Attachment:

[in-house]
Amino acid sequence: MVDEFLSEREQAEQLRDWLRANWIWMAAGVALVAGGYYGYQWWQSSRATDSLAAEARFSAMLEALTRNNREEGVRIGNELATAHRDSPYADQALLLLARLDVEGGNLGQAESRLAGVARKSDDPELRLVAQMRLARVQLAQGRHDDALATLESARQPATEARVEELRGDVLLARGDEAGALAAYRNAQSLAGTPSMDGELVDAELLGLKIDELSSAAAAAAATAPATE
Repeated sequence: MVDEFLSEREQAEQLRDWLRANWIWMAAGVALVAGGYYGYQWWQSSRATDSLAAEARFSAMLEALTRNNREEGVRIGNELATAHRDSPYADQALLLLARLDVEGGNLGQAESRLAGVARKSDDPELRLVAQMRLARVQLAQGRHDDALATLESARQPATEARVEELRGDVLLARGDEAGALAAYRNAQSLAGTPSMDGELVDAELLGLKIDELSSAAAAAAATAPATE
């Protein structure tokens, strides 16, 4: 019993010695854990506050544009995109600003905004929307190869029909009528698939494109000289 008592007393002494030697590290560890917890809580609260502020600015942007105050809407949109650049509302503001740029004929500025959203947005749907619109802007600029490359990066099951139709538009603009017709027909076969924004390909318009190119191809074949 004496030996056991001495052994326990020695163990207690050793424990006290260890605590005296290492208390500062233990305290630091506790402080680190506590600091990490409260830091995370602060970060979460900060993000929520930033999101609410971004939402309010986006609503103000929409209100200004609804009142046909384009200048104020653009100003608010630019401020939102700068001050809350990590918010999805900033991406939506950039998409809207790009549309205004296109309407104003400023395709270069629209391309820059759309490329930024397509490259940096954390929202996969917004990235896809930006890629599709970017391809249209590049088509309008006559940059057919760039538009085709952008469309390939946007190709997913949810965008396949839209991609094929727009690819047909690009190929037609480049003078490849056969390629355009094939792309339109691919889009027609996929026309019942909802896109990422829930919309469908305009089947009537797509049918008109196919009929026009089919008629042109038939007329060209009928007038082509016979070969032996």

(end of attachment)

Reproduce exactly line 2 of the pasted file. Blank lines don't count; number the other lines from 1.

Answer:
Amino acid sequence: MVDEFLSEREQAEQLRDWLRANWIWMAAGVALVAGGYYGYQWWQSSRATDSLAAEARFSAMLEALTRNNREEGVRIGNELATAHRDSPYADQALLLLARLDVEGGNLGQAESRLAGVARKSDDPELRLVAQMRLARVQLAQGRHDDALATLESARQPATEARVEELRGDVLLARGDEAGALAAYRNAQSLAGTPSMDGELVDAELLGLKIDELSSAAAAAAATAPATE